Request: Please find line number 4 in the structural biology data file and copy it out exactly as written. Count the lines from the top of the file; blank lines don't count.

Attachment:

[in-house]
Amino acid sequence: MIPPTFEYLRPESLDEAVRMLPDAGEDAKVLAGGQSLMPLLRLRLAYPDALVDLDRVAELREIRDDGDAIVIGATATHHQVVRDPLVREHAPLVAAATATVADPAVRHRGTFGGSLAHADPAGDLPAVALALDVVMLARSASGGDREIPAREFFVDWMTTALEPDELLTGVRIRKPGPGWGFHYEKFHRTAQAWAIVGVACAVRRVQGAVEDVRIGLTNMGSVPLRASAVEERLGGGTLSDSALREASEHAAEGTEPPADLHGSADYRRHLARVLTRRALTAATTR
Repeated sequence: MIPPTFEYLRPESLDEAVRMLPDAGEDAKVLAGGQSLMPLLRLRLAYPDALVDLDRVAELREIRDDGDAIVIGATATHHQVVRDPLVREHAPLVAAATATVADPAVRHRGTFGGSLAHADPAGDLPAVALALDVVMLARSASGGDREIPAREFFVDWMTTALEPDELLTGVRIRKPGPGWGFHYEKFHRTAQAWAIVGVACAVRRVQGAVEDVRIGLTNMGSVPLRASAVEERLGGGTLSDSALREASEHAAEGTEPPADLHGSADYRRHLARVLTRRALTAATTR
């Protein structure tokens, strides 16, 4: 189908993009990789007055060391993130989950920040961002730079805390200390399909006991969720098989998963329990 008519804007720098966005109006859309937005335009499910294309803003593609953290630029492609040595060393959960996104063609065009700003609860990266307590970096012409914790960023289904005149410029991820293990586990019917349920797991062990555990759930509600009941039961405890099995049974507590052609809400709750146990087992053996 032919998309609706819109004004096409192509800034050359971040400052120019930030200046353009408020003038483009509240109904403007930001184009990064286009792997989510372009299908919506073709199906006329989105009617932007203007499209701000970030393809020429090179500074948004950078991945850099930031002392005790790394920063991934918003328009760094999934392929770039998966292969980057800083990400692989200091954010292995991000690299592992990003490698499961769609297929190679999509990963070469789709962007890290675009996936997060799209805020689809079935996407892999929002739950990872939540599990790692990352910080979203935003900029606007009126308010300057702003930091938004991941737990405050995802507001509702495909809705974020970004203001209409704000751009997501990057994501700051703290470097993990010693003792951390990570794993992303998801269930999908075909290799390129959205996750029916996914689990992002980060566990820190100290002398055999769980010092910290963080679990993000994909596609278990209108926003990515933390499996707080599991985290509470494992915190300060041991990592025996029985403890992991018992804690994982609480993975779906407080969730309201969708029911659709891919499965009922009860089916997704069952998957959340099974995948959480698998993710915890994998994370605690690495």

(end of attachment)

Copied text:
């Protein structure tokens, strides 16, 4: 189908993009990789007055060391993130989950920040961002730079805390200390399909006991969720098989998963329990 008519804007720098966005109006859309937005335009499910294309803003593609953290630029492609040595060393959960996104063609065009700003609860990266307590970096012409914790960023289904005149410029991820293990586990019917349920797991062990555990759930509600009941039961405890099995049974507590052609809400709750146990087992053996 032919998309609706819109004004096409192509800034050359971040400052120019930030200046353009408020003038483009509240109904403007930001184009990064286009792997989510372009299908919506073709199906006329989105009617932007203007499209701000970030393809020429090179500074948004950078991945850099930031002392005790790394920063991934918003328009760094999934392929770039998966292969980057800083990400692989200091954010292995991000690299592992990003490698499961769609297929190679999509990963070469789709962007890290675009996936997060799209805020689809079935996407892999929002739950990872939540599990790692990352910080979203935003900029606007009126308010300057702003930091938004991941737990405050995802507001509702495909809705974020970004203001209409704000751009997501990057994501700051703290470097993990010693003792951390990570794993992303998801269930999908075909290799390129959205996750029916996914689990992002980060566990820190100290002398055999769980010092910290963080679990993000994909596609278990209108926003990515933390499996707080599991985290509470494992915190300060041991990592025996029985403890992991018992804690994982609480993975779906407080969730309201969708029911659709891919499965009922009860089916997704069952998957959340099974995948959480698998993710915890994998994370605690690495």